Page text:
Thursday, January 24, 2013

PC & Adobe Crashes & How To Deal With Them - Part Three

The Blue Screen of Death or worse BSOD and no error/dump file! What's a person to do?

After you've tested your disk, your memory, ran all sorts of virus and malware search and destroy tools and every test comes up clean.... and you still have system crashes! Well you might just have a driver problem. But what driver? There may be a hundred or more.

Finding tools to do all the appropriate tests online may take the better part of an afternoon if you don't already have them handy, and then running the test may take days depending on how thorough they are. I've learned my lesson. Before I go through all that I will follow the simply outline below to see if system crashes are caused by a missing, corrupt, outdated, or wrong driver.

First, thanks to NetWork World for publishing the this article. Read the article for details.

In my case I found that a Nvidia driver had somehow gone bad. By following the procedure outlined in the article I was able to locate the culprit and stop the crashes in minutes, after having spent days doing needless system testing.

You will need to download WinDbg at the Microsoft site here. After installing the tools run WinDbg. The WinDbg GUI is not pretty, and as any debugger there are a lot of complex commands, but by following the simple instructions written by Dirk Smith in the article I found my answer, that is, which driver was causing the crash. I went to the Nvidia site for the download, reinstalled the driver and my problems were over.

One catch for me was that my crashes were not producing dump files even though it was set up to do so under My Computer > properties > advanced  > startup and recovery > system failure. Insure that you have your PC set up to provide a crash dump file. Without a dump file of the crash you cannot use the debugger. During my prior analysis of memory usage I noted that I had virtual memory page files on all drives except the C: drive. I did that because I didn't want VM competing with other activities on C:. The dump file was supposed to go to C:/windows. Just as a shot in the dark I created a pagefile on C: too, and wha-la, during the next crash a dump file was created. Coincidence? I'm guessing yes, but on the other hand not having a pagefile on C: may be taken by Windows as your not wanting to use space on C: for system related files like pagefiles and dumps which at times can be large.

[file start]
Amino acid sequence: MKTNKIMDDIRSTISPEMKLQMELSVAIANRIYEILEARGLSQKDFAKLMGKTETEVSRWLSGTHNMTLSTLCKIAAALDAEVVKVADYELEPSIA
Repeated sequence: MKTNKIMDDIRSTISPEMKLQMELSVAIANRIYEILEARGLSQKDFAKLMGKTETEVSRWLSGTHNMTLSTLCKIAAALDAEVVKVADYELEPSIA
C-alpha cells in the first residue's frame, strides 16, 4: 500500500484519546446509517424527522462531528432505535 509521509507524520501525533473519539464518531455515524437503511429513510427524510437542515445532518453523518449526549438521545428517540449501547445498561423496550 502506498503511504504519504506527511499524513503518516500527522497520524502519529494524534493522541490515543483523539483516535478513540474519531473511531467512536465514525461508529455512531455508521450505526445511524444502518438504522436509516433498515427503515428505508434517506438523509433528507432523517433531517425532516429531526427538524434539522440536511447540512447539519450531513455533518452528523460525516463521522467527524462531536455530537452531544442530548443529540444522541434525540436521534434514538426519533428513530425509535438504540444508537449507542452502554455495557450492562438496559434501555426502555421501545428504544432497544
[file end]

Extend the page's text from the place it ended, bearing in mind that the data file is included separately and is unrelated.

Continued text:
System crashes can be deeply mysterious, but by following this outline you can detect what driver may be causing the problem or at least potentially eliminate drivers as the culprit. The debugger can do a lot more of course and might even detect other sources of a crash. But that's too deep of a dive for this post.

If drivers are not your issue, then spending time look for malware may be warranted, and that's a topic too large for this post.

Checking your disk and memory is fairly easy though it may takes many hours depending how large they are. Here are some decent tools in that regard as well as general health check sources.

Look over parts One and Two of this series for other troubleshooting tips.

Micosoft help with drivers
Microsoft debugging tool
Microsoft virus tools
Microsoft help with deceptive software 
How to read memory dumps
Generic disk checking software by Seagate
How to check your disk 
Memory testing tool (there is a free version too)

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